You gotta listen to the Wait Wait Don't Tell Me (NPR) sendup this Sunday (3/3/12) on brick/mortar v internet sales... about 45min into the show.
I've found over the years that buying from a local appliances store beats the big boys by a mile. I was in the Santa Fe (NM) Lowe's yesterday and I always check out appliances. Their department was so poorly organized, displayed, and staffed that I would NEVER ever consider buying appliances there.
We feed birds (we live in the mountains) and buy birdseed supplies at a local store. The clerks even help us take purchases to our car, try that at Target or Walmart. Buying local is a real mantra in Santa Fe.
I do as much as possible for food, gifts, furniture, etc. As for the appliances in my new kitchen, I tried to buy local. I really tried. None of the stores around here would match prices I found online. They all said sorry. In my selfish interest to make my budget stretch as far as possible in our whole house reno, I went elsewhere. I try to console myself knowing that at least two of my appliances (and maybe three but I'm not sure about my Wolf ovens) were made in the US. I promise to do better...
Hey all -- Wait Wait is a comedy show! I thought we'd done enough discussion of this by-now-iconic matter. I hadn't meant to reignite the discussion but to shed a slightly light-hearted view of it.
Here we go, at 2min 29sec
Sorry, gotta go to "Panel Round Two" and it's closer to 2m26sec start
I listened to part of today's show live and must have missed your part. I am very familiar with the show but could not find anything related via your hints. Probably I am not skilled enough to move through the links. But with my experience of the show, I would imagine most would have no way to find it.
I think I listened to the entire show today but I don't remember that segment - AH - maybe that's when mail man rang my doorbell. And I can't find it on your link.
Chas, it's easy to find with the updated instructions. Pull up the link, choose Panel Round Two from the list on the right, and move the slider to just before 2:25.
But, oh, good grief! Aliris, I think this was probably pretty hysterical if you were listening along and had been through the whole push-pull of the local/online debate, but as is I found it rather repulsive.
Speaking of, though, more and more the chain stores don't have the products I'm looking for. Things they all used to have. More and more, I'm buying stuff from Amazon, both for myself and for my folks, because it's really easy, and figuring out who has what locally is just too hard, nowadays. This is part of an overall change in the way goods are distributed. Change is inevitable. Much as I like to support local businesses, they've all been eaten by out of town chains who discontinue the products because they want a higher sell through rate. It's their own danged fault.
Hmmm -- sorry! Thanks for the instructions, plllog. And my apologies for even bringing it up -- I was just convulsed by all the same language that gets used on here, but of course in this ludicrous context. Same arguments, different "product".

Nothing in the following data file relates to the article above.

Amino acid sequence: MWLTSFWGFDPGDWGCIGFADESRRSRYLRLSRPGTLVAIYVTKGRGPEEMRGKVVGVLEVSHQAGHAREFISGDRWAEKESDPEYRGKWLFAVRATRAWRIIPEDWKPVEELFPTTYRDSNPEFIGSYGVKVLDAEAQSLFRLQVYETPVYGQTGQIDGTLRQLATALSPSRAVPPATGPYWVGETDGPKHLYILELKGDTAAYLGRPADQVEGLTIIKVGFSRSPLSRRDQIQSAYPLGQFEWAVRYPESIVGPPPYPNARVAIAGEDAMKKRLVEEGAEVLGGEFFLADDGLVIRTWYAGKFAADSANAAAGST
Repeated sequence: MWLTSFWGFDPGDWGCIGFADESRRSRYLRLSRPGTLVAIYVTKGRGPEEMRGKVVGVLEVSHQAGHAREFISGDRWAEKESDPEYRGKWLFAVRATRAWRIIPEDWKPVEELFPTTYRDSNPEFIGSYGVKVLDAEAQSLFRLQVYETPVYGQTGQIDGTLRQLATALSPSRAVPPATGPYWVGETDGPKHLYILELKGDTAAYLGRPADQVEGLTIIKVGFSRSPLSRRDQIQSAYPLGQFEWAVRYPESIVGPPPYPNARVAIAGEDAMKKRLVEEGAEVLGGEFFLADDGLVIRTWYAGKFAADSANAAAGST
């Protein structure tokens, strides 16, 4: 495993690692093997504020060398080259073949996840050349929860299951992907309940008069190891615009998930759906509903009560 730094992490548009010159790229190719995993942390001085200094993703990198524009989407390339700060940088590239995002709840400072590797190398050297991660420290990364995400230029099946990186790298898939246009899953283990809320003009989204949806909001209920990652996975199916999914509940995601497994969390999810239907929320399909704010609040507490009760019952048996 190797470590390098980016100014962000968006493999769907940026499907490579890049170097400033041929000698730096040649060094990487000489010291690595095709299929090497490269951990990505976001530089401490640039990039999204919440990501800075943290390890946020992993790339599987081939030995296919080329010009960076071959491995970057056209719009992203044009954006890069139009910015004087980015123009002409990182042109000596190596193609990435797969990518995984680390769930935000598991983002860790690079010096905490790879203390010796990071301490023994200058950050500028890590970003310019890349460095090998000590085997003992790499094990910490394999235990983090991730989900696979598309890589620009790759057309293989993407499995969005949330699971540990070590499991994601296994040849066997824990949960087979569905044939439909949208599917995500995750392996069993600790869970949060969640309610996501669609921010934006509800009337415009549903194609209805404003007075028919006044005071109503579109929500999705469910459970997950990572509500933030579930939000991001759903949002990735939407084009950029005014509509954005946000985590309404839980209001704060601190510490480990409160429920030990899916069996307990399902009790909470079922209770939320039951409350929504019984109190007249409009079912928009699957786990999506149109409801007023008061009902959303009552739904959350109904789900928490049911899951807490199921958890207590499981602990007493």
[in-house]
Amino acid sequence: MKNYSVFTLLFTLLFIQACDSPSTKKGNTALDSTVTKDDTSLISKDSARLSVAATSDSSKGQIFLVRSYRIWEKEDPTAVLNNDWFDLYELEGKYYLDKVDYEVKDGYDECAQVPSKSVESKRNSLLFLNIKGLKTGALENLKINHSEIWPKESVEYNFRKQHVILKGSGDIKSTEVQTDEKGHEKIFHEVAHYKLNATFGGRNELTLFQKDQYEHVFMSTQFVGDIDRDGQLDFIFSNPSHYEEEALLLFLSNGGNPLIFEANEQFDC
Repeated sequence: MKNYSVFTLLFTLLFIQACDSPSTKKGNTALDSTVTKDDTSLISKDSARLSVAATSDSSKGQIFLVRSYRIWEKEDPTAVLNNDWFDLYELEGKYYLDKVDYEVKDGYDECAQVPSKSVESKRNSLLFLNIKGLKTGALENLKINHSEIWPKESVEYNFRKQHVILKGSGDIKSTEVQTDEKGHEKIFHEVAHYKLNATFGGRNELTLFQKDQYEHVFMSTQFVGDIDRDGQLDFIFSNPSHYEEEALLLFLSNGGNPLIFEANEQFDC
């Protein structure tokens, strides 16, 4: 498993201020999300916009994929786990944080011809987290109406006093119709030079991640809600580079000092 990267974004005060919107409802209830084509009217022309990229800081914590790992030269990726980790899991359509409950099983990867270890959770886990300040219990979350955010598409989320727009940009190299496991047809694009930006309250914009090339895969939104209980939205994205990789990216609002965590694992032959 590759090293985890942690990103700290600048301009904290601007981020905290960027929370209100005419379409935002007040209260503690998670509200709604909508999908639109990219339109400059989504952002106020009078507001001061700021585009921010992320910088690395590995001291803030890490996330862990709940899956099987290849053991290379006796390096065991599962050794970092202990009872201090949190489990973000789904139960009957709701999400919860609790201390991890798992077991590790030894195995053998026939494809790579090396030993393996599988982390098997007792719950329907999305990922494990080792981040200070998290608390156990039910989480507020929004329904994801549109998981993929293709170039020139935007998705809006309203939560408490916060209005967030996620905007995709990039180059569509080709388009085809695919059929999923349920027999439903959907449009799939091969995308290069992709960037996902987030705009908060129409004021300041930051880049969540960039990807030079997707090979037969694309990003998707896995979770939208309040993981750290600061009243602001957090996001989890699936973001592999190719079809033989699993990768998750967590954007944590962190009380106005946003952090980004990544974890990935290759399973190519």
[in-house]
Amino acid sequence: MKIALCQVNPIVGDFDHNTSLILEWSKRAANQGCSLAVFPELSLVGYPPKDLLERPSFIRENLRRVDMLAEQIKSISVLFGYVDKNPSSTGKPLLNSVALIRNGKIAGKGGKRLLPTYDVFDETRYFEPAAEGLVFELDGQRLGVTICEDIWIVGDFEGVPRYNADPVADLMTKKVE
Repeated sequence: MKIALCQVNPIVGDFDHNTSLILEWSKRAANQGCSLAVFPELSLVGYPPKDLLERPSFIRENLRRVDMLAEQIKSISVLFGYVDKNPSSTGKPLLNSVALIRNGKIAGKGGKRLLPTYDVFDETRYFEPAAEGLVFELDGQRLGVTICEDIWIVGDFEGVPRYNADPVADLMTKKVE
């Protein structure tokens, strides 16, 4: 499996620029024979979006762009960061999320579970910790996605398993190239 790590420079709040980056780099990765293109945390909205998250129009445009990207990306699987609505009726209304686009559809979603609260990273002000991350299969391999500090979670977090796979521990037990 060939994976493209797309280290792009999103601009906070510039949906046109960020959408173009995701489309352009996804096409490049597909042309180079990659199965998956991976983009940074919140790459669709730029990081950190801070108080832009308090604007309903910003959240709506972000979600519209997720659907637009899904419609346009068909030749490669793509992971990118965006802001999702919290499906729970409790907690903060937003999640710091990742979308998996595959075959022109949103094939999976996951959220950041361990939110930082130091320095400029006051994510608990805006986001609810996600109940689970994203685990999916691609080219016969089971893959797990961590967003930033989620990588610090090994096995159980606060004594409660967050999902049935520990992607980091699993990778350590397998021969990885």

Got into this same discussion yet again today with a family regarding kids' activity-stuff. It's pervasive. Growing pains of technological revolution.
No need to apologise! Just offering up my reaction. It's obvious that the whole discussion is happening over and over all over the country for it to be coming up that way.
Re activities, even ten years ago when I was looking for soccer socks for a kid in another state, I could only find a couple of places in the big city here that had the right kind.
At the same time, a friend was dealing with a lot of correspondence to other countries for his music collection. Now they all have websites, e-mail, PayPal, etc., and all the odd little recordings are available at the click of a mouse. And the obscure things that one used to only be able to get if one knew a guy who knew a guy are accessible too. The process is the same, but so much easier if one can e-mail.
It's good. It's bad. It's in between. There are still people who need buggy whips, and people who make them. And there's someone in Texas making new DeLoreans out of old parts. :)
I thought it was hysterical. I could just imagine the local guy talking about better service, what happens if you have a problem, and whether you could end up with a different color from what's on your monitor.
Well OK, as Marcolo is my hands-down vote for funniest guy on here, that seems like a good-enough endorsement!
Still, I wish I hadn't posted! But it was the language, not the content or subject that was so funny. I guess that's the point of humor - sort of verbal algebra.
I *saw* a DeLorean the other day! Maybe I know why now.... Not that this is Texas of course.
There's a guy in the hills who's had a DeLorean since they first came out. Might have been him. You can buy one of your own from the Texas guy too. Plus, he does DeLorean resale.
Re the bit, I got the language part--as I said, I could see why you were tickled--it's just the context that got to me. I like mysteries, but am so sick of them being about murder, and if it dwells on the manner or humanizes the victim too much (i.e., makes it real, rather than a rhetorical construct), I get repulsed too. I can take Bugs hitting Daffy with a frying pan because then the frying pan is Daffy shape, or his bill falls off and he puts it back on. It's a gag. Can't deal with Disney cartoons, like where Mickey comes home and kicks Pluto across the room, slamming him into a wall. Repulsive.
It's not you. I just find the context repulsive and the subject interesting.